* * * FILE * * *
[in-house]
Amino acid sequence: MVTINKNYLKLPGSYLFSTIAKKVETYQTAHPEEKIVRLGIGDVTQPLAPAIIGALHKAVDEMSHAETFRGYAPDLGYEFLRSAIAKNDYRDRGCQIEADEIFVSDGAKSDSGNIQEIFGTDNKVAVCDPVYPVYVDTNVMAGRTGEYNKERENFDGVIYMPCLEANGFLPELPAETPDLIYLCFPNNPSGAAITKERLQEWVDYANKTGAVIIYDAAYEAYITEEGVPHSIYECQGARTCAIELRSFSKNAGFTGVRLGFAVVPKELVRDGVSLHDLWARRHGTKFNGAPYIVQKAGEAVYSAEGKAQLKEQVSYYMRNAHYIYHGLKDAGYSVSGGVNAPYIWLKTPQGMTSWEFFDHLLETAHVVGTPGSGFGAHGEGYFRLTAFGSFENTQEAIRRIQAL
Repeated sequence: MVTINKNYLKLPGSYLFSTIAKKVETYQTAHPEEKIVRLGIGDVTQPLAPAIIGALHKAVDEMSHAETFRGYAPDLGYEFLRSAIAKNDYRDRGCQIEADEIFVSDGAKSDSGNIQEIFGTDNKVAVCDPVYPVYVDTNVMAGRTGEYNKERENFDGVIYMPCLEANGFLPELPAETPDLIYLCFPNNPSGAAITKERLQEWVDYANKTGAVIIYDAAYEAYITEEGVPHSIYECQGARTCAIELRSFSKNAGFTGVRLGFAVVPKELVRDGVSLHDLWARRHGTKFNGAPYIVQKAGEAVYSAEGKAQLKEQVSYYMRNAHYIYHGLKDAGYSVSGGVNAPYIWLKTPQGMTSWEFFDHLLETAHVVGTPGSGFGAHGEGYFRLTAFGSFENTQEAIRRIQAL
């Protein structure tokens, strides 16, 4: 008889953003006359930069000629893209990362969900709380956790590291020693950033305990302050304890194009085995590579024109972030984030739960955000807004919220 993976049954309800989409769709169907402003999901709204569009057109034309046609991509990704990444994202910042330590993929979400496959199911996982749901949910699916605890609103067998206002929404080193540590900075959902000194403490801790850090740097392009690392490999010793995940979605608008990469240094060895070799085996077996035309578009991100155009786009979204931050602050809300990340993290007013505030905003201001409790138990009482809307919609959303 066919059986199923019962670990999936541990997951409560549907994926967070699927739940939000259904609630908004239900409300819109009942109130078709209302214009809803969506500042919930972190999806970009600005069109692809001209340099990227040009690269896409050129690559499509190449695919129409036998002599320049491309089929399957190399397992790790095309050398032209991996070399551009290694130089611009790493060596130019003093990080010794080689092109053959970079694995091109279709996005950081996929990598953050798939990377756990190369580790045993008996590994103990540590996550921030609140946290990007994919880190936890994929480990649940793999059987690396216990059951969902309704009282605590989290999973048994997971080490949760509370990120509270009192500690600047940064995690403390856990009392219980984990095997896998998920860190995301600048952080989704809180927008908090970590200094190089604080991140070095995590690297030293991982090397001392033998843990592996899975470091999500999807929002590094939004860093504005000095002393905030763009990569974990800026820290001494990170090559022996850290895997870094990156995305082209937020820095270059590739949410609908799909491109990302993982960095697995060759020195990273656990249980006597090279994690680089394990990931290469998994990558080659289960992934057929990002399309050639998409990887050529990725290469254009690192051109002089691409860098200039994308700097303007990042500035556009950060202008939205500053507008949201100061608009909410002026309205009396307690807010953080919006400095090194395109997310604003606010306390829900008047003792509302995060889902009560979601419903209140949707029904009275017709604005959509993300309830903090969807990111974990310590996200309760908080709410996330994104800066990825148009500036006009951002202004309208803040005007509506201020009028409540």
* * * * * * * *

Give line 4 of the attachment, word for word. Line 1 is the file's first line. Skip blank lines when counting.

């Protein structure tokens, strides 16, 4: 008889953003006359930069000629893209990362969900709380956790590291020693950033305990302050304890194009085995590579024109972030984030739960955000807004919220 993976049954309800989409769709169907402003999901709204569009057109034309046609991509990704990444994202910042330590993929979400496959199911996982749901949910699916605890609103067998206002929404080193540590900075959902000194403490801790850090740097392009690392490999010793995940979605608008990469240094060895070799085996077996035309578009991100155009786009979204931050602050809300990340993290007013505030905003201001409790138990009482809307919609959303 066919059986199923019962670990999936541990997951409560549907994926967070699927739940939000259904609630908004239900409300819109009942109130078709209302214009809803969506500042919930972190999806970009600005069109692809001209340099990227040009690269896409050129690559499509190449695919129409036998002599320049491309089929399957190399397992790790095309050398032209991996070399551009290694130089611009790493060596130019003093990080010794080689092109053959970079694995091109279709996005950081996929990598953050798939990377756990190369580790045993008996590994103990540590996550921030609140946290990007994919880190936890994929480990649940793999059987690396216990059951969902309704009282605590989290999973048994997971080490949760509370990120509270009192500690600047940064995690403390856990009392219980984990095997896998998920860190995301600048952080989704809180927008908090970590200094190089604080991140070095995590690297030293991982090397001392033998843990592996899975470091999500999807929002590094939004860093504005000095002393905030763009990569974990800026820290001494990170090559022996850290895997870094990156995305082209937020820095270059590739949410609908799909491109990302993982960095697995060759020195990273656990249980006597090279994690680089394990990931290469998994990558080659289960992934057929990002399309050639998409990887050529990725290469254009690192051109002089691409860098200039994308700097303007990042500035556009950060202008939205500053507008949201100061608009909410002026309205009396307690807010953080919006400095090194395109997310604003606010306390829900008047003792509302995060889902009560979601419903209140949707029904009275017709604005959509993300309830903090969807990111974990310590996200309760908080709410996330994104800066990825148009500036006009951002202004309208803040005007509506201020009028409540």